Equipment Notes: Why Hot Air Welding?

Choosing the Right Welder for the Job

by Jeffrey R. Meinhart, director of sales and marketing, Roofmaster Products Company

 

 

 

 

 

 

 

 

(Editor’s Note: Jeffrey R. Meinhart has been with Roofmaster® in his current position for the past 17 years. Previously, he held senior sales and marketing management positions in the pharmaceutical and consumer products distribution industries. Meinhart can be reached at jrm@roofmaster.com.)

 

There are many types of roofing systems. The systems that now have the largest market share are the single-ply membrane systems. These are usually non-asphalt-based materials. The most common ones today are made of TPO, PVC, or EPDM. Many roofing contractors are looking to install single-ply systems more and more because less equipment is needed and the apparent ease of installation is attractive to many. Single-ply systems don’t require a kettle, on-deck hot asphalt equipment, mops, and pose fewer safety problems than hot asphalt installations. They are a factory-made roofing system rather than an onsite system such as BUR. There are advantages to both single-ply systems and BUR systems. Single-ply systems provide only one level of protection unlike a BUR system that has multiple layers of protection. Because of this, extra care must be taken to avoid punctures or other types of damage. Wherein a single-ply system may cost more for material and less for labor, conversely a BUR system may cost less in material and more in labor.

EPDM membranes are thermosets. Thermosets cannot be hot air welded. Either a two-faced tape or contact cement must be used to weld the lap seams to make them completely waterproof. They come in both unreinforced and reinforced. The reinforced membranes are more resistant to tearing than the unreinforced. They are offered by most manufacturers in several widths including up to 50′ wide for large areas.

PVC and TPO membranes are thermoplastic membranes. Unlike EPDM, these membranes usually have their seams welded by hot air welders. This is accomplished by passing the hot air welder’s nozzle slowly between the upper and lower edges of the membranes causing them to slightly melt or soften. As they are pulled together, they tend to physically and chemically bond together into a completely waterproof edge. Usually a small hand roller is passed over the seam simultaneously as the seams are heated and pressed together to ensure a complete bond. After the seams have cooled, it is suggested that all seams be tested with a seam-tester to insure there are no voids within the welded area. A seam-tester is a pointed icepick-looking tool with the end bent to 90° to easily slip under the membrane edge to find any voids in the weld.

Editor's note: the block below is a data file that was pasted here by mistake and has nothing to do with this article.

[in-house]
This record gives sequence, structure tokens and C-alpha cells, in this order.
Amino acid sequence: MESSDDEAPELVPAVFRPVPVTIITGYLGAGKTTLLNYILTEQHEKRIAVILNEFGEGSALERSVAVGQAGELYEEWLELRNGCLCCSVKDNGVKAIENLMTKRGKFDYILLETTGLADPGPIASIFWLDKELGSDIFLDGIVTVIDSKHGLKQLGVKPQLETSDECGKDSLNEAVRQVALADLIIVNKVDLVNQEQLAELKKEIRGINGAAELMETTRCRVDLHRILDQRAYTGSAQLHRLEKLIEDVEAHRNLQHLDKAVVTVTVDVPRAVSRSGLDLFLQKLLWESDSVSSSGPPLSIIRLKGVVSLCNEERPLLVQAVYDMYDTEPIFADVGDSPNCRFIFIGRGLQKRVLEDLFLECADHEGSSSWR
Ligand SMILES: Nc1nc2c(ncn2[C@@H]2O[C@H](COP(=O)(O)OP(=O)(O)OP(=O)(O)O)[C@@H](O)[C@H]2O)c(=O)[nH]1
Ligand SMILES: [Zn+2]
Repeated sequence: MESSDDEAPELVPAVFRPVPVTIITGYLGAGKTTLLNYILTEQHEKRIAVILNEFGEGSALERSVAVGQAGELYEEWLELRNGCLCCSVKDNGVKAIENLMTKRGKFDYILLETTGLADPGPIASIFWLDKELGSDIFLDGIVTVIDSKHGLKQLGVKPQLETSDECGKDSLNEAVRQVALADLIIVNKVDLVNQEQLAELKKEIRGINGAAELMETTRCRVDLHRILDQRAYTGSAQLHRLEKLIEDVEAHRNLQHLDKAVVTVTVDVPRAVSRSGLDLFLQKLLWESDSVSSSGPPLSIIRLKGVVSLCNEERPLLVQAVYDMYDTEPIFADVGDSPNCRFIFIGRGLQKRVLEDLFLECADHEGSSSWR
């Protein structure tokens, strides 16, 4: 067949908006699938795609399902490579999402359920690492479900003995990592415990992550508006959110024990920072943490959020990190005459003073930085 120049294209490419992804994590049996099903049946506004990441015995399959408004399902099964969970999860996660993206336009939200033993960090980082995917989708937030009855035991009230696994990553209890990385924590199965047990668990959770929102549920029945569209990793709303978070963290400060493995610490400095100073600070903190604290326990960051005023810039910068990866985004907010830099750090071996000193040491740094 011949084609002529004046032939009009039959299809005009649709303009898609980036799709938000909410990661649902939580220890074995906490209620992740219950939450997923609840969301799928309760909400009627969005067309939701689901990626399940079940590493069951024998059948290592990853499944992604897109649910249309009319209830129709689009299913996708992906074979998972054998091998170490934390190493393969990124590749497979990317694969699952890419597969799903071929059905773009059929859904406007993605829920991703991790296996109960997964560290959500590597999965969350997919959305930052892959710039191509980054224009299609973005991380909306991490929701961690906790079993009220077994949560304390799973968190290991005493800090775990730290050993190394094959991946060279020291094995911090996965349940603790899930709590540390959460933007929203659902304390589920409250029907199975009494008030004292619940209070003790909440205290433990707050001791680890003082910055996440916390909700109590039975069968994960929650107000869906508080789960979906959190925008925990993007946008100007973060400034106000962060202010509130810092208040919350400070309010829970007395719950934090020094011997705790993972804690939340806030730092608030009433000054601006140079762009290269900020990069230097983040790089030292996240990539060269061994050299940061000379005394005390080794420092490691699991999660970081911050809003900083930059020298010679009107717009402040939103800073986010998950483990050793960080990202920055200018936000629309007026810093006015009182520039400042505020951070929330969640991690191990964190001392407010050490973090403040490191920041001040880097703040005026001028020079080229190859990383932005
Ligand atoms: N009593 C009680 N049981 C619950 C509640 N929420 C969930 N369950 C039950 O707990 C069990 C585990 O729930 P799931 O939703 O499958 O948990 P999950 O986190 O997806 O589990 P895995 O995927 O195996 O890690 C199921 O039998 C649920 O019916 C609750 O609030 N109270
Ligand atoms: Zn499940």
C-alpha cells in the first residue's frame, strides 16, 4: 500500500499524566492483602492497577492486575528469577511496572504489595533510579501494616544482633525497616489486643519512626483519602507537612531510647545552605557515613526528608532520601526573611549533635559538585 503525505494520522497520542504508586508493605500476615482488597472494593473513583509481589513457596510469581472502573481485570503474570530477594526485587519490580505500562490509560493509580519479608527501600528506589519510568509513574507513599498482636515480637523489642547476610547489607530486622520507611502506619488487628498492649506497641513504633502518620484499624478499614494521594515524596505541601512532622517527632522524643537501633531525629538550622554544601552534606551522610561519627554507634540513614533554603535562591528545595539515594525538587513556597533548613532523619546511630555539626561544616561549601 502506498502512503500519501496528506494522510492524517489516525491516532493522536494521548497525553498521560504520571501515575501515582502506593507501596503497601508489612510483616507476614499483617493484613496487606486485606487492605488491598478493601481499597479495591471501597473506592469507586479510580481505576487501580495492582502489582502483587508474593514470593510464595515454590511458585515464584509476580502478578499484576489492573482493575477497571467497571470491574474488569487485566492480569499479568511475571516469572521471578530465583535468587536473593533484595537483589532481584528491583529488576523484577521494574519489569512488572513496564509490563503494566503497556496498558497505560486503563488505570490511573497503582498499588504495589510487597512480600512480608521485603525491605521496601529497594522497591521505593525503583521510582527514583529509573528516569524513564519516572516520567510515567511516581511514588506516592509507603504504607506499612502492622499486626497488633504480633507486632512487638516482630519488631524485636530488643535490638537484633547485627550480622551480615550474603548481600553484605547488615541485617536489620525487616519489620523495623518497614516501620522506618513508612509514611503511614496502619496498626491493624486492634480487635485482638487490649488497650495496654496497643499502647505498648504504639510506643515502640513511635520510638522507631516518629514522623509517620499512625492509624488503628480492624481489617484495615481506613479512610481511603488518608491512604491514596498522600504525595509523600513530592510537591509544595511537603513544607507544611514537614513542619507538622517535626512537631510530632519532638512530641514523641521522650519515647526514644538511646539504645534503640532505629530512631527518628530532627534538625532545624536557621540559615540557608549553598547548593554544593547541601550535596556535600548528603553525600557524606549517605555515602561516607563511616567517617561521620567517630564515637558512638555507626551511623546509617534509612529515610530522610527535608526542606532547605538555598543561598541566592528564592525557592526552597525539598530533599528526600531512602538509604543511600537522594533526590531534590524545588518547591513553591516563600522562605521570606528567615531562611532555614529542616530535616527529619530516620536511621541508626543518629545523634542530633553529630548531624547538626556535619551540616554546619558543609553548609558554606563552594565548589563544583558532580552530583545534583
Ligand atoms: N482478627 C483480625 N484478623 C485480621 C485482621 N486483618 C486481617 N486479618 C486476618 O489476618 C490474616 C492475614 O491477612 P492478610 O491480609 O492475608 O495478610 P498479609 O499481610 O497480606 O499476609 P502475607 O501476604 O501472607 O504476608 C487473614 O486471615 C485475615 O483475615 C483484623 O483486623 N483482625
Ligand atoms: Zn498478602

When it comes to securing the finished membranes to the roof deck or substrate, the methods that can be used are mechanical, fully adhered, or glued and ballasted. Usually a ballasted system is the least expensive to install, although costs will vary by region and labor rates, followed by mechanically adhered, then fully adhered. Many variables will dictate which type of installation method should be used including climate conditions, substrate, roof configuration, roof application, and of course, specifications. If an architect or roofing consultant is involved, this usually will be called out in detail. If this is left to the roofing contractor, it is strongly suggested that the membrane manufacturer be contacted for complete installation specifications for that application.

When hot air welding equipment is warranted, either a handheld or automatic welder can be used. The handheld models are generally used for small jobs and around roof protrusions and edges. The automatic welders are generally used on large jobs where long seam welds are the norm. With the automatic welders the membranes are laid out, the nozzle placed between two sheets, and the operator merely guides the automatic welder along the seam. The automatic welder heats the seam and presses it together, all in one fluid motion. It’s almost impossible to make a bad weld with an automatic welder when the machine is set up properly.

If a roofing contractor makes the decision to get into single-ply membrane installations, they can expect to invest several hundred dollars for a good-quality handheld welder, and several thousand for a good-quality automatic welder. Additionally, since this equipment is electrically operated, depending on available onsite resources, a gas-powered generator may also be required. When using an automatic welder with handheld units, a generator no less than 12kw with dual capability, 220V and 110V, is recommended, whether purchased or rented. This size generator will provide power to operate one automatic welder, 220V, and two handheld, 110V, welders. Also, remember to include a very heavy-duty power cord. Get nothing less than a 10-3 wire, 300V, extension cord to go as long as 100′.

Please follow and like us: